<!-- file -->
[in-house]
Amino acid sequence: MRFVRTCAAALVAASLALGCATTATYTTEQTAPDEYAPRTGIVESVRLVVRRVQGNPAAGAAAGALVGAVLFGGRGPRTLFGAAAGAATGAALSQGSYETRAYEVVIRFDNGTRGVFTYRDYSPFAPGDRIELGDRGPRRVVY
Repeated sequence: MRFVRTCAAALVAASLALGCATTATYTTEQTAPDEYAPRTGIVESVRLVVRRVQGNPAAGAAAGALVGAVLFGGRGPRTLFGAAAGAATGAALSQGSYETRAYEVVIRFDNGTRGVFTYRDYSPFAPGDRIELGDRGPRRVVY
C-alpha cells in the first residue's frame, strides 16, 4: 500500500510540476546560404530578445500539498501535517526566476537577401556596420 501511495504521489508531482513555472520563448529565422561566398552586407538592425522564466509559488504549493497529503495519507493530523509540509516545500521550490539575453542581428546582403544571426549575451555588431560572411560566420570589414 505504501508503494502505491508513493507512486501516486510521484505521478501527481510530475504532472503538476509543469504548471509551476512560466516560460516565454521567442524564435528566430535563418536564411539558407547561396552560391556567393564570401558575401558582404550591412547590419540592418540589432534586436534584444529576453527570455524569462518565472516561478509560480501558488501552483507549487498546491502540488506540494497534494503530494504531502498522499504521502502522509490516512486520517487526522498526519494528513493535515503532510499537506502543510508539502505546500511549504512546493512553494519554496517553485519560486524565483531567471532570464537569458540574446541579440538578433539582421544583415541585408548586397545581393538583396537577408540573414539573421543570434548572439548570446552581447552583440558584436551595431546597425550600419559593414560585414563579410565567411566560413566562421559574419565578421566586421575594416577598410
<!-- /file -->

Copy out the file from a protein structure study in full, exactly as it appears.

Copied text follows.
[in-house]
Amino acid sequence: MRFVRTCAAALVAASLALGCATTATYTTEQTAPDEYAPRTGIVESVRLVVRRVQGNPAAGAAAGALVGAVLFGGRGPRTLFGAAAGAATGAALSQGSYETRAYEVVIRFDNGTRGVFTYRDYSPFAPGDRIELGDRGPRRVVY
Repeated sequence: MRFVRTCAAALVAASLALGCATTATYTTEQTAPDEYAPRTGIVESVRLVVRRVQGNPAAGAAAGALVGAVLFGGRGPRTLFGAAAGAATGAALSQGSYETRAYEVVIRFDNGTRGVFTYRDYSPFAPGDRIELGDRGPRRVVY
C-alpha cells in the first residue's frame, strides 16, 4: 500500500510540476546560404530578445500539498501535517526566476537577401556596420 501511495504521489508531482513555472520563448529565422561566398552586407538592425522564466509559488504549493497529503495519507493530523509540509516545500521550490539575453542581428546582403544571426549575451555588431560572411560566420570589414 505504501508503494502505491508513493507512486501516486510521484505521478501527481510530475504532472503538476509543469504548471509551476512560466516560460516565454521567442524564435528566430535563418536564411539558407547561396552560391556567393564570401558575401558582404550591412547590419540592418540589432534586436534584444529576453527570455524569462518565472516561478509560480501558488501552483507549487498546491502540488506540494497534494503530494504531502498522499504521502502522509490516512486520517487526522498526519494528513493535515503532510499537506502543510508539502505546500511549504512546493512553494519554496517553485519560486524565483531567471532570464537569458540574446541579440538578433539582421544583415541585408548586397545581393538583396537577408540573414539573421543570434548572439548570446552581447552583440558584436551595431546597425550600419559593414560585414563579410565567411566560413566562421559574419565578421566586421575594416577598410